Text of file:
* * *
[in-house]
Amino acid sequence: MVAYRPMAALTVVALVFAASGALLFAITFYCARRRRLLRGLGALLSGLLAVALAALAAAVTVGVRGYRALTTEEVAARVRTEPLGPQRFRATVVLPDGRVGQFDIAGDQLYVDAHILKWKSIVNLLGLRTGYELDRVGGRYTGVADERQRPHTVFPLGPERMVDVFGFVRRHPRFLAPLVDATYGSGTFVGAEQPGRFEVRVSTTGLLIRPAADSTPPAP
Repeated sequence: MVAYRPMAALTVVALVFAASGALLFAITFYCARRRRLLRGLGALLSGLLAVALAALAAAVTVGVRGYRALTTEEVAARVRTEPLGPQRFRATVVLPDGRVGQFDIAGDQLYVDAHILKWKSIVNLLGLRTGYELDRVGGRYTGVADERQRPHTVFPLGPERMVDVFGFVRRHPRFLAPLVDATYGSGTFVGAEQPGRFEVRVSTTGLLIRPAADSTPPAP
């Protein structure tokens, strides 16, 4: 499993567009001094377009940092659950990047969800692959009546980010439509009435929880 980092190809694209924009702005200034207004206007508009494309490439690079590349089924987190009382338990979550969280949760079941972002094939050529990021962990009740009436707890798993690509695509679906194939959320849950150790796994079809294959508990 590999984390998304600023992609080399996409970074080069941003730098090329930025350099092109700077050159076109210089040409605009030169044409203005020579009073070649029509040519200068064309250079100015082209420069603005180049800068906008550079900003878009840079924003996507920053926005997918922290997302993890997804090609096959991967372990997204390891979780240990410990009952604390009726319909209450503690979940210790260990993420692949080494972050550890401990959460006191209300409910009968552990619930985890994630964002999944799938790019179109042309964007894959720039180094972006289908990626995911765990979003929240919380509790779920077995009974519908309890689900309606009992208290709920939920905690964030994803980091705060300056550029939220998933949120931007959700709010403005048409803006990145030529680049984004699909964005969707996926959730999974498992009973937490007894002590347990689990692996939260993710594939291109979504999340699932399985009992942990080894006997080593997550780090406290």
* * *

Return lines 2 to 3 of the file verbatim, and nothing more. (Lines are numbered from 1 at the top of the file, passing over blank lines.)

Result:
Amino acid sequence: MVAYRPMAALTVVALVFAASGALLFAITFYCARRRRLLRGLGALLSGLLAVALAALAAAVTVGVRGYRALTTEEVAARVRTEPLGPQRFRATVVLPDGRVGQFDIAGDQLYVDAHILKWKSIVNLLGLRTGYELDRVGGRYTGVADERQRPHTVFPLGPERMVDVFGFVRRHPRFLAPLVDATYGSGTFVGAEQPGRFEVRVSTTGLLIRPAADSTPPAP
Repeated sequence: MVAYRPMAALTVVALVFAASGALLFAITFYCARRRRLLRGLGALLSGLLAVALAALAAAVTVGVRGYRALTTEEVAARVRTEPLGPQRFRATVVLPDGRVGQFDIAGDQLYVDAHILKWKSIVNLLGLRTGYELDRVGGRYTGVADERQRPHTVFPLGPERMVDVFGFVRRHPRFLAPLVDATYGSGTFVGAEQPGRFEVRVSTTGLLIRPAADSTPPAP